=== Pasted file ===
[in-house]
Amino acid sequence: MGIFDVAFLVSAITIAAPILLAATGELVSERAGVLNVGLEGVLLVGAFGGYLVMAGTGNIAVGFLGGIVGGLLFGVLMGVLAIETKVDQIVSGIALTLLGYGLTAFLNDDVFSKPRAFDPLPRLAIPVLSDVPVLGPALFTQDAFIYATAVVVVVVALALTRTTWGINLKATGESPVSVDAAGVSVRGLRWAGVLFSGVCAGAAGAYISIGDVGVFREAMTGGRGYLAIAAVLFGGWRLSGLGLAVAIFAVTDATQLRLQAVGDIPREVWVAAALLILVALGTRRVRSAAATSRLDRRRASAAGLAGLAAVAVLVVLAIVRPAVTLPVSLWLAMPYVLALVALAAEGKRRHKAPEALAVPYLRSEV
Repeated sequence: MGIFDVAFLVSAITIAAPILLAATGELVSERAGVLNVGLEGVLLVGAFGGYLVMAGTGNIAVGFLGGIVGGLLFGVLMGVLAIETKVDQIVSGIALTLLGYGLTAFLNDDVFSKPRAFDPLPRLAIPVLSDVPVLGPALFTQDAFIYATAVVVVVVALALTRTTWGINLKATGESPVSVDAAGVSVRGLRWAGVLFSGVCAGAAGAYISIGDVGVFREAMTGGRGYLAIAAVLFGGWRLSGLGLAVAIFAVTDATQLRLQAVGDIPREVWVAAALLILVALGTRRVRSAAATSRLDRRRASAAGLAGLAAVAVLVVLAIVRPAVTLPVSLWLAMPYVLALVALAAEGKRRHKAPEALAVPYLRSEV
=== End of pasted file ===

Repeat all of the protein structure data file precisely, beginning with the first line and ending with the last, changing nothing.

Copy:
[in-house]
Amino acid sequence: MGIFDVAFLVSAITIAAPILLAATGELVSERAGVLNVGLEGVLLVGAFGGYLVMAGTGNIAVGFLGGIVGGLLFGVLMGVLAIETKVDQIVSGIALTLLGYGLTAFLNDDVFSKPRAFDPLPRLAIPVLSDVPVLGPALFTQDAFIYATAVVVVVVALALTRTTWGINLKATGESPVSVDAAGVSVRGLRWAGVLFSGVCAGAAGAYISIGDVGVFREAMTGGRGYLAIAAVLFGGWRLSGLGLAVAIFAVTDATQLRLQAVGDIPREVWVAAALLILVALGTRRVRSAAATSRLDRRRASAAGLAGLAAVAVLVVLAIVRPAVTLPVSLWLAMPYVLALVALAAEGKRRHKAPEALAVPYLRSEV
Repeated sequence: MGIFDVAFLVSAITIAAPILLAATGELVSERAGVLNVGLEGVLLVGAFGGYLVMAGTGNIAVGFLGGIVGGLLFGVLMGVLAIETKVDQIVSGIALTLLGYGLTAFLNDDVFSKPRAFDPLPRLAIPVLSDVPVLGPALFTQDAFIYATAVVVVVVALALTRTTWGINLKATGESPVSVDAAGVSVRGLRWAGVLFSGVCAGAAGAYISIGDVGVFREAMTGGRGYLAIAAVLFGGWRLSGLGLAVAIFAVTDATQLRLQAVGDIPREVWVAAALLILVALGTRRVRSAAATSRLDRRRASAAGLAGLAAVAVLVVLAIVRPAVTLPVSLWLAMPYVLALVALAAEGKRRHKAPEALAVPYLRSEV